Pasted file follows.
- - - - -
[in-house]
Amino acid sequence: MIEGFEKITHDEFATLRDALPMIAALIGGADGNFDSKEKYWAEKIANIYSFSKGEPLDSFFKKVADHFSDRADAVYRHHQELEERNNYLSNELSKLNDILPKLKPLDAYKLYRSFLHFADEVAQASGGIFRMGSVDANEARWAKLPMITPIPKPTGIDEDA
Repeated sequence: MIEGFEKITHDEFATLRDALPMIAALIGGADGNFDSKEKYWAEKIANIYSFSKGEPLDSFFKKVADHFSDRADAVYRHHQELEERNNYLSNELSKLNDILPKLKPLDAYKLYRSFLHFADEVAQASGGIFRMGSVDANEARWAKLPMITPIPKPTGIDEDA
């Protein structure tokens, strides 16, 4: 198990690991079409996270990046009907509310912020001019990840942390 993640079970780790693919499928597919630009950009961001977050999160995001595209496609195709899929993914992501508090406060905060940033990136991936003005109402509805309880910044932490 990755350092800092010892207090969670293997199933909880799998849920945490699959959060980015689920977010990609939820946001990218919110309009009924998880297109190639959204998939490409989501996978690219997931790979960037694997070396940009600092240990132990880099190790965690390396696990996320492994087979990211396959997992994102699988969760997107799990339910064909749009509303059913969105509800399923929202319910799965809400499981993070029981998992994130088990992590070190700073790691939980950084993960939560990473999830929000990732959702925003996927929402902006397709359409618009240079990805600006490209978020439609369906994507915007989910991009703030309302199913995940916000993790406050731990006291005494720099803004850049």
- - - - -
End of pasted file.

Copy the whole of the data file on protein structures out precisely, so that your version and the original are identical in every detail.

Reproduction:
[in-house]
Amino acid sequence: MIEGFEKITHDEFATLRDALPMIAALIGGADGNFDSKEKYWAEKIANIYSFSKGEPLDSFFKKVADHFSDRADAVYRHHQELEERNNYLSNELSKLNDILPKLKPLDAYKLYRSFLHFADEVAQASGGIFRMGSVDANEARWAKLPMITPIPKPTGIDEDA
Repeated sequence: MIEGFEKITHDEFATLRDALPMIAALIGGADGNFDSKEKYWAEKIANIYSFSKGEPLDSFFKKVADHFSDRADAVYRHHQELEERNNYLSNELSKLNDILPKLKPLDAYKLYRSFLHFADEVAQASGGIFRMGSVDANEARWAKLPMITPIPKPTGIDEDA
């Protein structure tokens, strides 16, 4: 198990690991079409996270990046009907509310912020001019990840942390 993640079970780790693919499928597919630009950009961001977050999160995001595209496609195709899929993914992501508090406060905060940033990136991936003005109402509805309880910044932490 990755350092800092010892207090969670293997199933909880799998849920945490699959959060980015689920977010990609939820946001990218919110309009009924998880297109190639959204998939490409989501996978690219997931790979960037694997070396940009600092240990132990880099190790965690390396696990996320492994087979990211396959997992994102699988969760997107799990339910064909749009509303059913969105509800399923929202319910799965809400499981993070029981998992994130088990992590070190700073790691939980950084993960939560990473999830929000990732959702925003996927929402902006397709359409618009240079990805600006490209978020439609369906994507915007989910991009703030309302199913995940916000993790406050731990006291005494720099803004850049």